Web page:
A lawyer for Ms. Sanchez didn’t respond to requests for comment. In a statement provided by her attorney last year, Ms. Sanchez said of her brother: “He secretly provided my most personal information to the National Enquirer—a deep and unforgivable betrayal.”

Gavin de Becker, a security consultant for Mr. Bezos, first suggested the Saudis hacked Mr. Bezos’ phone in an opinion article published in the Daily Beast a few months after the initial Enquirer article. Mr. de Becker’s investigators had determined “with high confidence that the Saudis had access to Bezos’ phone, and gained private information,” Mr. de Becker wrote.

Mr. Bezos had reason to suspect the Saudis had infiltrated his phone. An official at the Manhattan U.S. attorney’s office had warned the billionaire’s security team several times in 2019 that there were security concerns with his phone and he should stop using it….

Mr. de Becker, in the Daily Beast article, speculated whether the Enquirer had learned of the affair before Mr. Sanchez, and said the results of his investigation into the circumstances around the Enquirer article “have been turned over to federal officials.”

The Enquirer’s publisher had admitted in a 2018 agreement with federal prosecutors to aiding Mr. Trump during his 2016 presidential campaign by suppressing the story of a woman who said she had an affair with Mr. Trump, Mr. Bezos noted in his Medium post. He also highlighted a news report about Mr. Pecker seeking financing in Saudi Arabia for acquisitions.

Cybersecurity experts hired by Mr. Bezos concluded in a report that became public in 2020 that his phone was likely hacked by a WhatsApp account associated with Saudi Crown Prince Mohammed bin Salman. The report, by FTI Consulting Inc., drew scrutiny from cyberforensics specialists who said it didn’t explain several major technical questions about the alleged hack….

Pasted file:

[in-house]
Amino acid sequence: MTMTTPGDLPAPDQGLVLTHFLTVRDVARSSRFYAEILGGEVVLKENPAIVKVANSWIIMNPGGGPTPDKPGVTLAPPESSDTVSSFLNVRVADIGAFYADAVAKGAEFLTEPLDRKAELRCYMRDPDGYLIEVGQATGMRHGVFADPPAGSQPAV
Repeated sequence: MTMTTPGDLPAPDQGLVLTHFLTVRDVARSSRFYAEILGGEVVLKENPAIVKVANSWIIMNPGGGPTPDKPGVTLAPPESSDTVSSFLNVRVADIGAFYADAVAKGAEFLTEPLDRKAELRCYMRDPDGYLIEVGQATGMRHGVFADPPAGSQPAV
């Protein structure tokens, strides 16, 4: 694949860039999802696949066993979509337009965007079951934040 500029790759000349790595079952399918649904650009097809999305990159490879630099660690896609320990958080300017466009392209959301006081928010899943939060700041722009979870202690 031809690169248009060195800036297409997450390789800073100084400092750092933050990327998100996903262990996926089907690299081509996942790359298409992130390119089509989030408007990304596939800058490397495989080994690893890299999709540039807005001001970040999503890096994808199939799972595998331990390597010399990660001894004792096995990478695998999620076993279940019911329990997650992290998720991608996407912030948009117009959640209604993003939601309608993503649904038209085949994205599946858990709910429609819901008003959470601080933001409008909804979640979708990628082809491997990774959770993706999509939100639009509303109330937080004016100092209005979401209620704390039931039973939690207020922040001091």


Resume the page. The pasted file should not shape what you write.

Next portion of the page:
Saudi Arabia has previously denied the allegations about the phone hack and called them absurd. A spokesperson at the Saudi Embassy didn’t respond to requests for comment.

The FBI had already been investigating a possible hack of Mr. Bezos’ phone as part of its broader inquiry into Saudi Arabia when the FTI report was made public….

“The FBI was never full throttle” on the investigation of the possible hack, a person said. Because Mr. Bezos wasn’t a member of Congress or a senior government official, the FBI didn’t view the hack allegation as an urgent national-security concern….

The probe by the Manhattan U.S. attorney’s office began soon after Mr. Bezos accused the National Enquirer of trying to blackmail him. For American Media, the stakes were high. The publisher had made an agreement with the U.S. attorney’s office to avoid facing campaign-finance charges, under which it could be prosecuted if it committed any crimes in the three years after the deal.

Prosecutors interviewed American Media executives including Dylan Howard, Mr. Pecker and James RobertsonI….In declarations filed in a civil lawsuit, Mr. Robertson said Mr. Sanchez was the sole source for the Enquirer’s affair article.

The suit, filed by Mr. Sanchez, alleges that the Enquirer defamed him by saying he was the sole source. The Enquirer is contesting the claim.

A July ruling in the case said that “the parties dispute” whether it was Mr. Sanchez who tipped off the National Enquirer to the affair, as American Media had said publicly, and “whether any source other than [Michael Sanchez] produced the Pornographic Materials to Defendants.”

Write to Corinne Ramey at [email protected], Dustin Volz at [email protected] and Aruna Viswanatha at [email protected]